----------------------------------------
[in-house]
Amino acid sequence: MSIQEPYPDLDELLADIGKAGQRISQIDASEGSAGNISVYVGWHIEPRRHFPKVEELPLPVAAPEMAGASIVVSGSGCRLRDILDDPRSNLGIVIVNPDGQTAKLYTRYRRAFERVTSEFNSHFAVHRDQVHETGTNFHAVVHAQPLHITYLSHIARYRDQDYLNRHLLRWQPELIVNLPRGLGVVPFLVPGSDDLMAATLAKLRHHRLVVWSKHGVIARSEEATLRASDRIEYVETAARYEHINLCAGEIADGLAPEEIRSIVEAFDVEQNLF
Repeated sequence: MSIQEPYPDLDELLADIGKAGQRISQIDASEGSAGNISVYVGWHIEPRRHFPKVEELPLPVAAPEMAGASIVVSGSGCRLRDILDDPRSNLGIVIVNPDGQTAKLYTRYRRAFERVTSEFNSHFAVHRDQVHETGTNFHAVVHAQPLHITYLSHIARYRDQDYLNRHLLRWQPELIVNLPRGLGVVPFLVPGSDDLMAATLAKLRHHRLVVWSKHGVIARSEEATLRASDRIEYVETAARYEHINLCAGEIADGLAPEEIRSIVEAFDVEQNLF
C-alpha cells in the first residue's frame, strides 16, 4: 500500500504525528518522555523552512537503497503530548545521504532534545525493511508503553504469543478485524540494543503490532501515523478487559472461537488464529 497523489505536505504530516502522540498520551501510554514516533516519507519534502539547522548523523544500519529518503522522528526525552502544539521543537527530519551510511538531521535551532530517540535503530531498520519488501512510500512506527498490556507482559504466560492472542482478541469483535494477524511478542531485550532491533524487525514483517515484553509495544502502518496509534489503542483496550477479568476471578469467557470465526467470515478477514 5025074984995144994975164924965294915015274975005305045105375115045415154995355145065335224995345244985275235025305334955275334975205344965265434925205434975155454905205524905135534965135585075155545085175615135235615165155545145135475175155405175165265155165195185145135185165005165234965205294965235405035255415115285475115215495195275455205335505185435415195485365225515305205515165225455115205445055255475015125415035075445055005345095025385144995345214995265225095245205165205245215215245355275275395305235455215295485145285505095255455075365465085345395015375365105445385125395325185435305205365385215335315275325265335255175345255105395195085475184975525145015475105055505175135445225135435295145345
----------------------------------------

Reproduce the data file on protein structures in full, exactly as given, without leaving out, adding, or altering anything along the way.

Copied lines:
[in-house]
Amino acid sequence: MSIQEPYPDLDELLADIGKAGQRISQIDASEGSAGNISVYVGWHIEPRRHFPKVEELPLPVAAPEMAGASIVVSGSGCRLRDILDDPRSNLGIVIVNPDGQTAKLYTRYRRAFERVTSEFNSHFAVHRDQVHETGTNFHAVVHAQPLHITYLSHIARYRDQDYLNRHLLRWQPELIVNLPRGLGVVPFLVPGSDDLMAATLAKLRHHRLVVWSKHGVIARSEEATLRASDRIEYVETAARYEHINLCAGEIADGLAPEEIRSIVEAFDVEQNLF
Repeated sequence: MSIQEPYPDLDELLADIGKAGQRISQIDASEGSAGNISVYVGWHIEPRRHFPKVEELPLPVAAPEMAGASIVVSGSGCRLRDILDDPRSNLGIVIVNPDGQTAKLYTRYRRAFERVTSEFNSHFAVHRDQVHETGTNFHAVVHAQPLHITYLSHIARYRDQDYLNRHLLRWQPELIVNLPRGLGVVPFLVPGSDDLMAATLAKLRHHRLVVWSKHGVIARSEEATLRASDRIEYVETAARYEHINLCAGEIADGLAPEEIRSIVEAFDVEQNLF
C-alpha cells in the first residue's frame, strides 16, 4: 500500500504525528518522555523552512537503497503530548545521504532534545525493511508503553504469543478485524540494543503490532501515523478487559472461537488464529 497523489505536505504530516502522540498520551501510554514516533516519507519534502539547522548523523544500519529518503522522528526525552502544539521543537527530519551510511538531521535551532530517540535503530531498520519488501512510500512506527498490556507482559504466560492472542482478541469483535494477524511478542531485550532491533524487525514483517515484553509495544502502518496509534489503542483496550477479568476471578469467557470465526467470515478477514 5025074984995144994975164924965294915015274975005305045105375115045415154995355145065335224995345244985275235025305334955275334975205344965265434925205434975155454905205524905135534965135585075155545085175615135235615165155545145135475175155405175165265155165195185145135185165005165234965205294965235405035255415115285475115215495195275455205335505185435415195485365225515305205515165225455115205445055255475015125415035075445055005345095025385144995345214995265225095245205165205245215215245355275275395305235455215295485145285505095255455075365465085345395015375365105445385125395325185435305205365385215335315275325265335255175345255105395195085475184975525145015475105055505175135445225135435295145345